There is also a vineyard dedicated to organic vine growing. It's called Capela Santa Margarida - as at the edge of the vineyard there is a chapel to Saint Margaret.
We tasted at Plansel:
- Plansel Selecta Tinto - red wine with high rims (and thus high alcohol). Aromas of ripe cherries, plums, chocolate. A medium bodied and balanced wine. For me, lacked acidity and complexity.
- Plansel Selecta Branco - fruity, easy to drink, herbaceous, but again would need some more acidity, which is impossible in Evora wine region (go further north for crispy fresh notes :)
- Plansel Grande Escolha - this one I bought at the winery and tasted at home. Known to be their best wine, as they produce it only in exceptional years, making a blend from the best grape berries. The last one, from 2014, was what I recently enjoyed. And this was exactly what I looked for while tasting wines from Alentejo - acidity! Despite such a southern location diurnal temperatures did their best to bring freshness to this wine.
Grande Escolha 2014 is a full bodied red wine with ripe black fruit and fresh floral aromas, some spices and black pepper give it a character, and the high acidity ensures a balance between overwhelming flavours and tannins. It's quite high on alcohol, 14,5%, but I was told that the Portuguese are not fan of low alcohol wines.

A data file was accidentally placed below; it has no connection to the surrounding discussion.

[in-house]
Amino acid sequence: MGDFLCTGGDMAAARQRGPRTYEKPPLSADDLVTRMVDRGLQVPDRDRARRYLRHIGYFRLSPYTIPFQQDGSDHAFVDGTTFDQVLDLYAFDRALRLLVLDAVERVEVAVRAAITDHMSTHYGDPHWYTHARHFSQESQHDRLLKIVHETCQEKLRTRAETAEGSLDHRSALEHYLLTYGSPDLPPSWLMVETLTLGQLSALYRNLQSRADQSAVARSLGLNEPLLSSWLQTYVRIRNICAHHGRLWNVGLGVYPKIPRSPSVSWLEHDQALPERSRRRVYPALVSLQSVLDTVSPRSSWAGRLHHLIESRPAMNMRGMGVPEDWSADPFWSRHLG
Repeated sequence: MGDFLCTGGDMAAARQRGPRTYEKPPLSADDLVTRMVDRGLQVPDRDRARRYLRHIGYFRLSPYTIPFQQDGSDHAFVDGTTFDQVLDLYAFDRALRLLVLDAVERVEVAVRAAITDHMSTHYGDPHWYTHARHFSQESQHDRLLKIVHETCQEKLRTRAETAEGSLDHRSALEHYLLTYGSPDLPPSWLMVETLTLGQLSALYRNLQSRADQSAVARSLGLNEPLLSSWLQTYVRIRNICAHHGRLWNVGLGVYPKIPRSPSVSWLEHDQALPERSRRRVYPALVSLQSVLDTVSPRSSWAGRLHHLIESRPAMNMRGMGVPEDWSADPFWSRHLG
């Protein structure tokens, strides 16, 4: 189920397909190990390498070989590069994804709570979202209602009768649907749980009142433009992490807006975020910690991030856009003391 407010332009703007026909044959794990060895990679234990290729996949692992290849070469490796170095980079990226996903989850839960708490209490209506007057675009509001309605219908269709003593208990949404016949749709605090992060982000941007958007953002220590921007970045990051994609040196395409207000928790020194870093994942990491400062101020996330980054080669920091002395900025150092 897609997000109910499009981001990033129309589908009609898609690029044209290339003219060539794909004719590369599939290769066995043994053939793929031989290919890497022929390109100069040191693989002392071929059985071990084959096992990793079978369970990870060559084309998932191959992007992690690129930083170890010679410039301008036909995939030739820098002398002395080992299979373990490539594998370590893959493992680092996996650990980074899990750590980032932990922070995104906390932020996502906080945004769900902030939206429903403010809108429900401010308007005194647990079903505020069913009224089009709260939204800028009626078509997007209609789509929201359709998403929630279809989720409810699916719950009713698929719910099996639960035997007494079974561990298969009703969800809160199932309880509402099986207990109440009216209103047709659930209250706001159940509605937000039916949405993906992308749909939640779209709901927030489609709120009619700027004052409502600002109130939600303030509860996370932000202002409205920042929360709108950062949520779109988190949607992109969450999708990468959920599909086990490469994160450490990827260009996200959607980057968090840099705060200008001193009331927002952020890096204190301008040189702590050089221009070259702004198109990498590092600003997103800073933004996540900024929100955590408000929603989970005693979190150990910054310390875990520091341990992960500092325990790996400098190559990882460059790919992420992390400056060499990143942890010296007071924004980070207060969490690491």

Quinta de S. José de Peramanca
Winemaking started at this part of Alentejo region in 2nd century BC by Romans. Ever since those times the area where currently Quinta de S. José de Peramanca is located has been known for unique terroir appreciated by royal power and church. From the XVI century the English became interested in Pera Manca wines and begun to export them.
D. Joao V, who reigned in the XVII century determined that wines of Pera Manca are to be consumed only by royals, pointing out that:
it is as good as any French wine that was good.
The modern history of this estate re-starts at 2003, when Joao Grave decided to return the productive origins to this land and plants the first grape vines of Pera-Grave. Today it's a not to miss spot on the Alentejo wine route.
The Grave family was linked since early XX century to agriculture and cattle breeding. João, the grandson of João Grave who bought the estate in XX century, decided to dedicate the land he inherited from his father to winemaking.
The vineyards lay on a granite mantel, which is 1-2 meter deep away, and sometimes reaches 200 meter depth. This specialty allows water to circulate at a more superficial level of soils, which explains why wines of this region were always known to be exceptional. Water irrigation systems didn't exist in those BC years.
Alentejo wine tasting at Pera-Grave winery:
- Pera-Grave Branco - a white with a long aftertaste and freshness (most probably driven by crisp Arinto). Stone fruits and citrus aromas, some oak vanilla and pleasant complexity.
- Pera-Grave Tinto - ripe dark fruits, oak aromas, black chocolate, plum, currant, and velvet tannins.
- Pera-Nova Tinto - very smooth and balanced, a great quality & price match, easy to pair with various food types, like seasoned dishes and grills.
- Pera-Grave Reserva 2015 - ripe dark fruits and berries, violet (coming from Touriga Nacional), has a persistent and long finish. A full bodied wine best matched with meat and game.
There are at least 58 more wineries which open their doors to visitors in Alentejo wine region. A lot to discover! Let me know if you need my help in booking your wine trip to Alentejo!